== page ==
Resource Use

Should we be worried about England's falling recycling rate?

Recently, England’s household recycling rate fell for the first time since records began, but should we be panicking about it? Eunomia consultant Peter Jones analyses the stats

The recent downtick in England’s household recycling rate has led to wailing and gnashing of teeth in some quarters, and something more like gloating in others. However, there has been little examination of what the numbers tell us about what underlies the change, and thus the appropriate policy responses.

The first thing to note is that the drop (from 43.7 per cent in 2014/15 to 43.0 per cent in 2015/16) was small. 2014/15 was a record high, but not by much; the plateauing results mean that last year’s drop returns us to the rate achieved in 2011/12, but there’s been very little change either way since then.

Interpreting the stats is not straightforward. For starters, while the detailed data is organised in financial years and counts household waste and other local authority collected waste, much of Defra’s commentary looks at calendar years and discusses ‘waste from households’: these adjusted figures allow consistent comparisons across UK jurisdictions, but don’t match up with the authority-specific stats for England.

Rose garden?

Small changes can easily be over-interpreted. Many reports have echoed Defra’s observation that organic recycling dropped because garden waste arisings fell between 2014 and 2015, which it seemingly attributed to the weather. Some have suggested that the spread of charged-for garden waste services is a contributing factor. However, comparing 2014/15 with 2015/16, organic waste recycling is actually up 17,000 tonnes (0.4 per cent). Charging for garden waste has been around a while, making the picture complex. For example:

  • Halton introduced charging in 2015, and organics tonnage went down by almost 4,000 tonnes (17 per cent).
  • Kirklees introduced charging in 2011. Last year, it recorded a 4,500 tonne (35 per cent) increase in organic waste collected.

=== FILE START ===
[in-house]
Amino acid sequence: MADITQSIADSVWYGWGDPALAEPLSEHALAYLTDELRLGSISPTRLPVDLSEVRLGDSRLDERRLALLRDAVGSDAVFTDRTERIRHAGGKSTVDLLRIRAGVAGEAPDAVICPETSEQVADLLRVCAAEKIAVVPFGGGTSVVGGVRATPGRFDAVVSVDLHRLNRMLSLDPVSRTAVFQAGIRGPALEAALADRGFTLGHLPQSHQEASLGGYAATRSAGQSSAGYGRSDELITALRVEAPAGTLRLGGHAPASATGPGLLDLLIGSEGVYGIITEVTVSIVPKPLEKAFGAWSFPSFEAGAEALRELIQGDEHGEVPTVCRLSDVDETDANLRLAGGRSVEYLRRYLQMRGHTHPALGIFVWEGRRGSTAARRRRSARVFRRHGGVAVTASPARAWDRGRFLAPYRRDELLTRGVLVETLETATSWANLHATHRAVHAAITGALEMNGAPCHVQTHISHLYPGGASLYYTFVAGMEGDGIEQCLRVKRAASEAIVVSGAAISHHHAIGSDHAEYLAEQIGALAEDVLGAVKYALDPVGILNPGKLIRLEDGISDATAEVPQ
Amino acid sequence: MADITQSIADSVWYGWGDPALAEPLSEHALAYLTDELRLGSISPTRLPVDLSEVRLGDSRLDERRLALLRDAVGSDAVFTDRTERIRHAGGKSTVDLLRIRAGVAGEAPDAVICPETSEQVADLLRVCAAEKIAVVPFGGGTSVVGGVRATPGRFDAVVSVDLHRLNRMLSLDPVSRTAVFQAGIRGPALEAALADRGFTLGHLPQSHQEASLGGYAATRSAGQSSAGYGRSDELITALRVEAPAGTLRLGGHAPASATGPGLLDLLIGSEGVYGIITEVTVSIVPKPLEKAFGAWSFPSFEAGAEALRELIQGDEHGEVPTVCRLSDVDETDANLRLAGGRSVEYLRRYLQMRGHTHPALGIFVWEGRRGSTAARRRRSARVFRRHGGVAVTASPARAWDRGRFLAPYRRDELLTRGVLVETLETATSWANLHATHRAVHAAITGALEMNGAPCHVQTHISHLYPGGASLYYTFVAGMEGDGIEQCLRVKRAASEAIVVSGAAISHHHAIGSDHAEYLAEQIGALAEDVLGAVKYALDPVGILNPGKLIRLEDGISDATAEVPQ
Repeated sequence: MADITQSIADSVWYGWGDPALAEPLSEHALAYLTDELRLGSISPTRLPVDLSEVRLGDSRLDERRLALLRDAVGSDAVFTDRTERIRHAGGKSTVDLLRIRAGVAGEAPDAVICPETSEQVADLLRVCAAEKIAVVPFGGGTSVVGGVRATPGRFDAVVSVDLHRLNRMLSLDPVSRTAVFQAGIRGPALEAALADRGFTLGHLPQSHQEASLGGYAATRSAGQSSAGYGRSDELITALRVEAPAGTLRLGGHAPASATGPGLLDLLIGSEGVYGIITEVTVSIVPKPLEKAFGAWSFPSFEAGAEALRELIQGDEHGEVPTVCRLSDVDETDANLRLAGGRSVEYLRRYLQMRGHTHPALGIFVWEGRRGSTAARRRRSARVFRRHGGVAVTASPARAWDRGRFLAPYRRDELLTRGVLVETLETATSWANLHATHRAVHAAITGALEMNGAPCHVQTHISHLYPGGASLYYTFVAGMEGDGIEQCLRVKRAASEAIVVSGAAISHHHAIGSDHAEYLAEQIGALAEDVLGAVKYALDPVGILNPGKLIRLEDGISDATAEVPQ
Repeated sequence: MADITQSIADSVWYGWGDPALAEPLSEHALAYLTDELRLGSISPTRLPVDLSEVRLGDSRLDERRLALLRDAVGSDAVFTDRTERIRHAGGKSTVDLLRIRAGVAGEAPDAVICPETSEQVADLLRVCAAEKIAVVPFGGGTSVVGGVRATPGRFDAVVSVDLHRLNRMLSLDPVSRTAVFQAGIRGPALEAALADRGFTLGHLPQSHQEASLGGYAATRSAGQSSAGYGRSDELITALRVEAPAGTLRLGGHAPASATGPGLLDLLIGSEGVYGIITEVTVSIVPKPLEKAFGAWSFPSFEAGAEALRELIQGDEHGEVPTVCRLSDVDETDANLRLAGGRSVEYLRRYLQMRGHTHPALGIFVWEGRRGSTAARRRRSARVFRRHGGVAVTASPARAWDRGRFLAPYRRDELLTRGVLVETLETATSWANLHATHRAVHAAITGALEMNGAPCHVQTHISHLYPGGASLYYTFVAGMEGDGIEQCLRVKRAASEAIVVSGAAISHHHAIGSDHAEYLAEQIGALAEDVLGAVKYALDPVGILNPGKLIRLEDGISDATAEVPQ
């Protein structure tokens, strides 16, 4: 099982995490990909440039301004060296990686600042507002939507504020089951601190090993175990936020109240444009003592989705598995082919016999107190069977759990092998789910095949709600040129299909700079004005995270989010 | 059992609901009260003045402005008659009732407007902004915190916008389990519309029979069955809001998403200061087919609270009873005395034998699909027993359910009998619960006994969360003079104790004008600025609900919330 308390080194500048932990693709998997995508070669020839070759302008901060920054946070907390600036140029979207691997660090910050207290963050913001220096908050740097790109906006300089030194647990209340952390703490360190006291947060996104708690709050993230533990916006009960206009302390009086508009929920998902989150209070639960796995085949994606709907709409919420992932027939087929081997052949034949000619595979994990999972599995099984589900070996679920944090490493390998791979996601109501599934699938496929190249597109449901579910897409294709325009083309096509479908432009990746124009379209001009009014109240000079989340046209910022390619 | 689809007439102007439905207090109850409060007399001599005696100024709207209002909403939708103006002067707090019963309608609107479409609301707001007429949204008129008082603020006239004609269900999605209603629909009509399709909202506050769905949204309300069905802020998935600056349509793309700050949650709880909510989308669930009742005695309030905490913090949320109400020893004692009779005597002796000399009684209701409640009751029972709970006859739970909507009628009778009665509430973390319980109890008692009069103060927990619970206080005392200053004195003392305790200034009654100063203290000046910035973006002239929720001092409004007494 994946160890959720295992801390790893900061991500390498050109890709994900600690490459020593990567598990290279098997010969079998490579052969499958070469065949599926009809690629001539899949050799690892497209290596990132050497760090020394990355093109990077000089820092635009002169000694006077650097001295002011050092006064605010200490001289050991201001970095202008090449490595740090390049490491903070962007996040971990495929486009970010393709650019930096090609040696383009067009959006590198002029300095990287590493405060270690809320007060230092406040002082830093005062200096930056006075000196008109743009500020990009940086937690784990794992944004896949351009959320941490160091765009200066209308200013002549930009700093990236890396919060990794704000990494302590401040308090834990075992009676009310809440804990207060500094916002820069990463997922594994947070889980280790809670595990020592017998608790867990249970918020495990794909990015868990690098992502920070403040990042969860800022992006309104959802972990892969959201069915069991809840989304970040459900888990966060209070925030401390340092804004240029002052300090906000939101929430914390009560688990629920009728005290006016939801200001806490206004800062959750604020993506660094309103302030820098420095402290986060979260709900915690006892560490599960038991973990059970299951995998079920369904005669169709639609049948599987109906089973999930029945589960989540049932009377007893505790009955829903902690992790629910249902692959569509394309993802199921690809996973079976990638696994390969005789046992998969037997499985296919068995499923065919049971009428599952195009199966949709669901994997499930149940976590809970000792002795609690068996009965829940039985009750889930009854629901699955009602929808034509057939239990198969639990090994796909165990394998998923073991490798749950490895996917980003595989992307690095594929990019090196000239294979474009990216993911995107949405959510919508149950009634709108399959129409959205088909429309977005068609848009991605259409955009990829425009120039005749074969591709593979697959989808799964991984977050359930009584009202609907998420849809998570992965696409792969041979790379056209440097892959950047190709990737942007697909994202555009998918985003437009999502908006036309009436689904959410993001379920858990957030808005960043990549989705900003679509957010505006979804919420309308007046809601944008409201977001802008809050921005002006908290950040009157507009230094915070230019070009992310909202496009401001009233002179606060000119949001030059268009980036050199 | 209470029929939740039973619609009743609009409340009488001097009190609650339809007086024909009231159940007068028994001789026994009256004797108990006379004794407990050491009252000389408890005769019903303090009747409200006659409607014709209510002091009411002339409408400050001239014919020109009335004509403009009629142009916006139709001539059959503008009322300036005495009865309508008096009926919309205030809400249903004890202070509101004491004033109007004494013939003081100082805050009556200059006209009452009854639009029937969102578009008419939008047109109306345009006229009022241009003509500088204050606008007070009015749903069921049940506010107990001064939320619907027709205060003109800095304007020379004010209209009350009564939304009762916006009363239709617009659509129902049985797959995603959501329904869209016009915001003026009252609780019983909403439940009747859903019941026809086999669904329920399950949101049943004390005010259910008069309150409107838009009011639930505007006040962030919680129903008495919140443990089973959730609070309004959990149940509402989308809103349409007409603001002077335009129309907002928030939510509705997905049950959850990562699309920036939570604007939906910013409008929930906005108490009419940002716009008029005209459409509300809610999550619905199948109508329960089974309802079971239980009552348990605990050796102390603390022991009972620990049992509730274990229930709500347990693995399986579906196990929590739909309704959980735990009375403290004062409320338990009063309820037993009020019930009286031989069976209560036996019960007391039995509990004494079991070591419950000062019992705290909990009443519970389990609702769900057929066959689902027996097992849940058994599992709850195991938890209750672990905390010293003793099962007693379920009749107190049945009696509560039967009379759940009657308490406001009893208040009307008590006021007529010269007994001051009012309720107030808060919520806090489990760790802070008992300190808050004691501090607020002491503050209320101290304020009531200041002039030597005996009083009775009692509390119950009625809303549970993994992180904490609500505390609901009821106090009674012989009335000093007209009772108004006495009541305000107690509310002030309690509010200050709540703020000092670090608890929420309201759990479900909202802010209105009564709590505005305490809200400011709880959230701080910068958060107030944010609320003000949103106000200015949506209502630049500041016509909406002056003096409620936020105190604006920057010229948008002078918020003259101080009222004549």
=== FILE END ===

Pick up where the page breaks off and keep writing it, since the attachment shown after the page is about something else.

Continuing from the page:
• Medway doesn’t charge, but saw a 3,100 tonne (10 per cent) decrease.
  • Organic waste recycling has increased in unitary authorities, but is down in two-tier councils.

While there would be value in further analysing the impact of charging, it’s hard to make a case for a grand narrative about garden waste when the total national change is exceeded by the change recorded by several individual authorities.  

Other business

Dry recycling throws up a different set of puzzles. The 2015/16 figures show a 23,000 tonne (0.4 per cent) decrease in household dry recycling, which is the same direction of travel as Defra’s 2015 figure (down 64,000 tonnes, or 1.1 per cent). I haven’t rummaged around in the raw data to check which materials are up, and which down – but simple calculations can be done with Defra’s waste from households compositional analysis:

Card and paper are down, which might reflect newsprint’s continuing decline. Plastics are up, as is WEEE. However, the roll-out of WasteDataFlow Q100 means there’s a need for caution – Defra notes: ‘Since 2015, local authorities have been able to provide more material specific information to report more accurately their waste which would previously have been reported as “other materials”.’ So, the decline in ‘other’ is probably more apparent than real, with much of the tonnage moving to named categories.

Question and answer

It may surprise readers that the decline is not down to people setting out less material for recycling. In 2015/16, councils actually collected 45,000 tonnes more household material for recycling than ever before. However, of the 10.5 million tonnes collected, a record 417,375 tonnes (4.1 per cent) were reported as rejects, up 87,000 tonnes (26 per cent) on the previous year. This increase is double the reported decrease in dry recycling and accounts for 27 per cent of the 322,000 tonne increase in waste that was not recycled.